Adventures with dinosaurs, turtles await young audiences

Posted: Sunday, June 13, 2004

Picture books for young readers to kick off the summer!

"Little Scraggly Hair: a Dog on Noah's Ark," by Lynn Cullen, illustrated by Jacqueline Rogers: Get past the cutesy cover - this is a quirky and heartwarming version of a classic porquoi tale. Set in Appalachia, it tells the tale of how humans and dogs became friends (and why dogs have cold, wet noses). Warm and homey with endearing illustrations.

"My Family Plays Music," by Judy Cox, illustrated by Elbrite Brown: The young percussionist featured here has a family who loves music of all kinds, including country-western, classical, jazz, rock, big band, marching band, bluegrass, and polka! She plays a different percussion instrument with each of her family members and gives readers a glimpse of just how many percussion instruments and musical styles there are. Intricate cut paper illustrations grace this slight but energetic story. Read this to young music lovers along with "Zin! Zin! A Violin!" and "The Philharmonic Gets Dressed."

"Harry and the Bucketful of Dinosaurs," by Ian Whybrow, illustrated by Adrian Reynolds: When Harry and Gran find a box of dinosaurs in the attic, Harry knows just what they need: a good wash, a bucket to call home, and, after a little research at the library, names. And after that, they go everywhere with Harry, until one day, they don't come home with him! How will Harry prove to the Lost-and-Found man that the dinosaurs are his? Pure magic!

"How I became a Pirate," by Melinda Long, illustrated by David Shannon: Jeremy Jacob, absorbed in building a sandcastle, looks up to see a pirate ship landing on the beach in front of him. The pirates (all with green teeth) admire his digging skills and whisk him away to help them bury their treasure (promising to have him back in time for soccer practice). He learns to speak pirate and sing sea chanteys, and in return, teaches the pirates how to play soccer (until the ball gets eaten by a shark), and in the end, finds the best spot for buried treasure of all!

"The Day the Babies Crawled Away," by Peggy Rathmann: It's not often that a toddler gets to be a true hero, but here is the story, told by the toddler's mother, of one who was! One beautiful day at the fair while all the moms and dads were busy, five babies crawled off to see what they could see. And running after them, calling "Hey, stop!" was the toddler in a firefighter's hat who ended up saving the day. The lilting text makes this a delightful read-aloud and the silhouette illustrations invite close examination. (Attentive kids might even find Officer Buckle and Gloria!)

"The Very Smart Pea and the Princess-to-be," by Mini Grey According to the Princess Test, a real princess ought to be able to feel something Large, Round, and Uncomfortable when there's a pea under her mattress. But when the Prince, who needs to get married so his mother doesn't stop his allowance, tries testing the princesses he knows, not one can feel a thing! Until, that is, the pea gets involved... Wonderful pea-themed illustrations!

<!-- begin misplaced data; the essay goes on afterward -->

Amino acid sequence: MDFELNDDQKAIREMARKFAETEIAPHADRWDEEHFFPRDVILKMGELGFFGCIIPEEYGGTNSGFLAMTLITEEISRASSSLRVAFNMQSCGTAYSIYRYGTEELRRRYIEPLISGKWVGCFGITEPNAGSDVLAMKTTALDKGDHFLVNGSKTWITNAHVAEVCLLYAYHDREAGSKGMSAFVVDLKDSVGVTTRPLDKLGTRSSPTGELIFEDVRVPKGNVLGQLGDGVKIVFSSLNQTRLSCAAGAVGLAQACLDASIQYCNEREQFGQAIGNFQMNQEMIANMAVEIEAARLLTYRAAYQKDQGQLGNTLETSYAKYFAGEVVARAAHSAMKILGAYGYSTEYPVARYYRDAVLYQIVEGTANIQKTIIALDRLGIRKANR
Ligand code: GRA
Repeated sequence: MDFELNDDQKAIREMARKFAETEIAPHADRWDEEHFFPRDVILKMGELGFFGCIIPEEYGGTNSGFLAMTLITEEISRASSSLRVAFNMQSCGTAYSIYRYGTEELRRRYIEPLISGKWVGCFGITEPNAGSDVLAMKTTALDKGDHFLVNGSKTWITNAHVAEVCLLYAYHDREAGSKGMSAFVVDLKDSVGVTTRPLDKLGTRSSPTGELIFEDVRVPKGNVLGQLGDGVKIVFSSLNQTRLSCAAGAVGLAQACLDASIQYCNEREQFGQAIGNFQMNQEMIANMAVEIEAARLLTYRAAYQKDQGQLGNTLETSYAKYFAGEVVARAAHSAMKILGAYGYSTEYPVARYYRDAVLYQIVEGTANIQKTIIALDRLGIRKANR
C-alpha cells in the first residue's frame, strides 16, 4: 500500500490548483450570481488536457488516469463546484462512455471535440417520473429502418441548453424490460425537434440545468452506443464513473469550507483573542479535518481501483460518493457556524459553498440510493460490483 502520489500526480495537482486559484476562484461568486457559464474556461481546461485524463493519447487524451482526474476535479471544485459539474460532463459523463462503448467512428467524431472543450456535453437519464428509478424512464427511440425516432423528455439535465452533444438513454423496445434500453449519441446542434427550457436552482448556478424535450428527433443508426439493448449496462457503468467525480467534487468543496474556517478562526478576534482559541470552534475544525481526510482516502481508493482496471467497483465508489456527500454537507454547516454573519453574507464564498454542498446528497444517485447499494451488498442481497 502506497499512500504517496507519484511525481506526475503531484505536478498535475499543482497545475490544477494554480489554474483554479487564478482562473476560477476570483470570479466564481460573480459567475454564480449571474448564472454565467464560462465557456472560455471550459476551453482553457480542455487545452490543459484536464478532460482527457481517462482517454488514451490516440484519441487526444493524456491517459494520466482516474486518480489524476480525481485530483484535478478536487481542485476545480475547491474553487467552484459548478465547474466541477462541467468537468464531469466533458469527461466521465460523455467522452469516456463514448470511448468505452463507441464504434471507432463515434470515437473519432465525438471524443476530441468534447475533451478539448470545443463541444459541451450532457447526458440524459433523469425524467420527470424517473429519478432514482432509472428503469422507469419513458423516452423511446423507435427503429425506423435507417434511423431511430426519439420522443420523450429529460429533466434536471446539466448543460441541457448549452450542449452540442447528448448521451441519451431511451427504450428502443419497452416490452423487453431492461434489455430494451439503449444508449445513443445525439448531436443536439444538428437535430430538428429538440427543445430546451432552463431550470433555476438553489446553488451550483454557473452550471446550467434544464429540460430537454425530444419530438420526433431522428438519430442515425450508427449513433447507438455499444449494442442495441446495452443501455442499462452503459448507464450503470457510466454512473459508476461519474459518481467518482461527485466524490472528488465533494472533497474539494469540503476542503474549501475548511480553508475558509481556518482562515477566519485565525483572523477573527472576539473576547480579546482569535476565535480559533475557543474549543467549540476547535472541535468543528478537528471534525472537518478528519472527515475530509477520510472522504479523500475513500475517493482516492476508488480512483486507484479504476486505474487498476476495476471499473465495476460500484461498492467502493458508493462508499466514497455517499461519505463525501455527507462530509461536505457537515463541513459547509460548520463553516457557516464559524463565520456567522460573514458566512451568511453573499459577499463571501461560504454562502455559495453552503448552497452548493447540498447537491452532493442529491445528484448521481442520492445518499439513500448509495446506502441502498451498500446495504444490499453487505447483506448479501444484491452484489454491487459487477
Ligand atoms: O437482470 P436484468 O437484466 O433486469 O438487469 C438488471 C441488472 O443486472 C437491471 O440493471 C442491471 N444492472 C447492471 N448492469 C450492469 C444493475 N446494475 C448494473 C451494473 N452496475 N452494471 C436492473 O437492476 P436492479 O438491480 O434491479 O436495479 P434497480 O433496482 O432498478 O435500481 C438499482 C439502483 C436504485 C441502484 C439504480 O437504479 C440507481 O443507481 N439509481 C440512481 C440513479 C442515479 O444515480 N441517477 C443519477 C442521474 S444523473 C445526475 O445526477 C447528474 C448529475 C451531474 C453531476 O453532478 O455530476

"Tracks in the Snow," by Wong Herbert Yee: One snowy morning a little girl looks outside her window and sees footprints in the snow. Eager to find out where they go and whose they are, she gets dressed and follows them past a tree, through the gate, around a pond, to a surprise at the end. This is perhaps an unseasonal choice, but this quiet story told in gentle rhyme is too nice to pass up!

"Albert's Impossible Toothache," by Barbara Williams, illustrated by Doug Cushman: Albert is a turtle with a toothache that hurts so much he won't get out of bed. His father says "Turtles don't have teeth - how can you have a toothache?!" His mother tries to coax him out of bed with treats. It isn't until his grandmother finds out where his toothache is that Albert gets out of bed, feeling nearly as good as new.

"The Calabash Cat and his Amazing Journey," by James Rumford: This delightful story of a cat who wants to know the size of the world is illustrated in the style of Chadian calabash (gourd) engravers. When Calabash Cat takes a walk to where the end of the road meets the desert, he thinks to himself that perhaps this is the end of the world. But he is wrong, as a camel, horse, tiger, whale, and, finally, eagle are happy to show him!

The kids' Summer Reading program is in full swing! Check our calendar for Toddler and Story Times, and don't forget to sign up for the Summer Reading Game to win prizes and books!

If you'd like to place a hold on any of these titles, call the Juneau Public Library at 586-5249. If you have internet access, your library card, and a PIN, you may place your own holds by going to our website ( and looking at our catalog. Placing holds on items featured in In the Stacks is now even easier! The new columns are hyperlinked to the catalog: simply look up the column, click on the title you want, and you will be ready to place a hold.

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